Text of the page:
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Ford has a fam­ily of EcoBoost petrol en­gines that cur­rently range from the re­cently-in­tro­duced ed 1,000cc up to the 3,500cc V6.

EcoBoost en­gines all em­ploy three prin­ci­ple tech­nolo­gies: High pres­sure di­rect fuel in­jec­tion. Turbo charg­ing. Vari­able camshaft tim­ing.

EcoBoost en­gines ben­e­fit from the sum of a com­bi­na­tion of these three prin­ci­ple tech­nolo­gies ies that have been utilised in con­junc­tion with a suite uite of ad­vanced high ef­fi­ciency tech­nolo­gies.

Op­ti­mis­ing and com­bin­ing these prin­ci­ple tech­nolo­gies has cre­ated an ef­fi­ciency syn­ergy. . The re­sul­tant to­tal ef­fi­ciency ben­e­fit is greater than the sum of the ap­plied tech­nolo­gies when n they are ap­plied and mea­sured in­di­vid­u­ally.

What are some of the tech­nolo­gies and fea­tures utilised in the multi award win­ning Ford rd one litre EcoBoost en­gine?

In the New Zealand mar­ket, the one-litre Ford EcoBoost pro­duces 90kw with 170Nm of torque (200Nm is avail­able from 1,750rpm on short-term “over torque”).

De­vel­oped in the UK at the Dun­ton re­search fa­cil­ity the en­gine was given the in­ter­nal code name of “Fox”. This com­pact three-cylin­der en­gine has a ca­pac­ity of 999cc, and has been de­vel­oped to suit a wide range of ve­hi­cle and fuel qual­ity ap­pli­ca­tions.

De­signed for high ef­fi­ciency and low emis­sions, the “Fox” en­gine com­bines and utilises a num­ber of cut­ting edge de­sign fea­tures and tech­nolo­gies. With this suite of tech­nolo­gies the en­gine ex­ceeds the re­quire­ments of the strin­gent Euro IV and Euro V emis­sion stan­dards, while CO2 emis­sions are less than 140g/km.

Other tech­nolo­gies sup­port­ing the drive for ef­fi­ciency in­clude a vari­able ca­pac­ity oil pump. Con­trolled by the ECU, the oil pump lu­bri­cant out­puts are var­ied to suit the re­quire­ments of the en­gine at any given mo­ment.

For the camshaft and oil pump drive sys­tems, an oil-im­mersed com­pos­ite drive belt has been spec­i­fied. Toothed belts are qui­eter and more ef­fi­cient than the more com­mon chain drive sys­tems, and are spe­cially de­signed for this ap­pli­ca­tion. These in­ter­nal drive belts are in­tended to re­quire no ad­just­ment or re­place­ment for the ser­vice life of the en­gine.

The en­gine cool­ing sys­tem is multi-stage, pro­mot­ing rapid warmup, and al­low­ing for ef­fi­cient cool­ing when the en­gine is be­ing worked hard. The wa­ter jacket vol­umes have been min­imised, and this has the dual ben­e­fits of low­er­ing coolant vol­ume and fur­ther pro­mot­ing rapid en­gine warm up.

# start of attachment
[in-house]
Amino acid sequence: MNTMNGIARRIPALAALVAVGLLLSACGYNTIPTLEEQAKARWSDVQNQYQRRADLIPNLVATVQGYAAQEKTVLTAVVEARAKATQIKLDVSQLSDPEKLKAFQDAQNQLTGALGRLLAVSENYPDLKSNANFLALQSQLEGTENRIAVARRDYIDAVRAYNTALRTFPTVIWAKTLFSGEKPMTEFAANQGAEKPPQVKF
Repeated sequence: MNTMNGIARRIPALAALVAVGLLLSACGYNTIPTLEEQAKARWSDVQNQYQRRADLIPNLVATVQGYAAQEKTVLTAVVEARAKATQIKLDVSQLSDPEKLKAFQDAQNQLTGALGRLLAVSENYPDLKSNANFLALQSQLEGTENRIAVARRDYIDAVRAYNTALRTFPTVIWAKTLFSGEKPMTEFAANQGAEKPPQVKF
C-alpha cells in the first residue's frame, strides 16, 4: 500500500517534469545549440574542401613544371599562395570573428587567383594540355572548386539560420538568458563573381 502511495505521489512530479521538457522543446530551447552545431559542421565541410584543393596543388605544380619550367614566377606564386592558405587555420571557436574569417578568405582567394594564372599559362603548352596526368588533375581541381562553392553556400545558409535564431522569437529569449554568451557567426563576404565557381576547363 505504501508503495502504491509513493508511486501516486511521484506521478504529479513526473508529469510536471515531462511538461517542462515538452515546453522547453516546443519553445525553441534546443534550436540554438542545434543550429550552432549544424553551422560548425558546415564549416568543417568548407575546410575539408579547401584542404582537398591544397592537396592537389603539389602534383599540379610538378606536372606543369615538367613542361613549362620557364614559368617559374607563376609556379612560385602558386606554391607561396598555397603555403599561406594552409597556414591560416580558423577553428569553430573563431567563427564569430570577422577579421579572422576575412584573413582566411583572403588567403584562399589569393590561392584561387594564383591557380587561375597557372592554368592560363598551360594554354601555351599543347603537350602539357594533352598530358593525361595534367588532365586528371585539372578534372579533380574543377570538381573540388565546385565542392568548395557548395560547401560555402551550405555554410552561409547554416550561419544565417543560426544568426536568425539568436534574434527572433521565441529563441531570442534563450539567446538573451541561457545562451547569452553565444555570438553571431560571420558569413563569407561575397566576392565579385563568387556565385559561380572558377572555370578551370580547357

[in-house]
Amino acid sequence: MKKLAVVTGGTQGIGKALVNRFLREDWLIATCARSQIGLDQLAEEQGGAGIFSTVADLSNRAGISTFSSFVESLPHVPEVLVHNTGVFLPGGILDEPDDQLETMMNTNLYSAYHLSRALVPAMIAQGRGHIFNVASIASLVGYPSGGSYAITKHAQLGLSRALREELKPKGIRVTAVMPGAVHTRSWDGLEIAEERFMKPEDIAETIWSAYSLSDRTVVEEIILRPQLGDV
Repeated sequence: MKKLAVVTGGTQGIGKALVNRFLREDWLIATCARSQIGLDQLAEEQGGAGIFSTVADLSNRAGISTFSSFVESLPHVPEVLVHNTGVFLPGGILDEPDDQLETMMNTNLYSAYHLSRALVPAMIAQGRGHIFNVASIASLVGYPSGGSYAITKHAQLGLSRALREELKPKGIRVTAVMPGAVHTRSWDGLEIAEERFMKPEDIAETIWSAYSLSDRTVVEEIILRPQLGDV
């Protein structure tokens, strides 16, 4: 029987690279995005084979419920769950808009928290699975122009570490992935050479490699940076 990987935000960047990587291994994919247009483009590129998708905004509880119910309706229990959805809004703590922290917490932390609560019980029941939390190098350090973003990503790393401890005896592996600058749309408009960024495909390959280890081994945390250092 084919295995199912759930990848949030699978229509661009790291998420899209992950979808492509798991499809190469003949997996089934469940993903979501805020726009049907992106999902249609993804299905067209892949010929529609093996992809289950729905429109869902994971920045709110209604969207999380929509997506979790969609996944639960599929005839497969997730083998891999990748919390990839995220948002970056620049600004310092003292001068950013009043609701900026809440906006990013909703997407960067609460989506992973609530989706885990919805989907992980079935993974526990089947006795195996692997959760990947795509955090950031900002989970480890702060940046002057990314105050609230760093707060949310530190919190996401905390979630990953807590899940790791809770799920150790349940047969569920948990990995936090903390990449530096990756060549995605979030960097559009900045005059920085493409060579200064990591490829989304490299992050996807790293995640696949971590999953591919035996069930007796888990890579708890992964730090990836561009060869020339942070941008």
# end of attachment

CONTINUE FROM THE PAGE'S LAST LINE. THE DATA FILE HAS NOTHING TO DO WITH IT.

The rigid cast iron cylin­der block is suf­fi­ciently com­pact to sit within the con­fines of a sheet of A4 paper. The cylin­der bores are 71.9mm in di­am­e­ter with a stroke of 82mm. This com­bi­na­tion gives a swept vol­ume of 999cc.

Low fric­tion coated pis­tons are con­nected by sin­tered con­rods to the crankshaft, and are phased at an even 120 de­grees. The de­sign­ers have es­chewed coun­ter­bal­ance shafts, and utilised a com­bi­na­tion of out-of-bal­ance har­monic damper and fly­wheel to deal with the three-cylin­der vi­bra­tions.

A com­pres­sion ra­tio of ten to one is high for a tur­bocharged ap­pli­ca­tion, and helps to cre­ate an en­vi­ron­ment of high off off-boost boost and en­gine low out­put ef­fi­ciency.

With the “Fox” en­gine be­ing con­ceived as a purely tur­bocharged ap­pli­ca­tion, the en­gi­neers had a num­ber a num­ber of free­doms to op­ti­mise the en­gine de­sign for tur­bocharg­ing. One of the most ob­vi­ous fea­tures is the in­te­gra­tion of the ex­haust mani fold­ing into the cylin­der head cast­ing. The re­sult is greater tur­bocharger ef­fi­ciency.

Di­rect in­jec­tion of fuel into the com­bus­tion cham­bers has given the de­sign­ers free­dom to sweep the camshafts through a greater op­er­at­ing range than that per­mit­ted by a port in­jected en­gine.

Depend­ing on op­er­at­ing load the fuel charge in the ch cham­ber can be var­ied. These broad op­er­at­ing param pa­ram­e­ters have al­lowed the de­sign­ers to cre­ate a power unit that has an ex­tremely flat torque curve.

As a re­sult of this tech­nol­ogy an Ecoboost driver en­joys a power plant that per­forms the same as a much larger ca­pac­ity en­gine while ben­e­fit­ing from the re­duced fuel con­sump­tion and low emis­sions

of a smaller high ef­fi­ciency en­gine.


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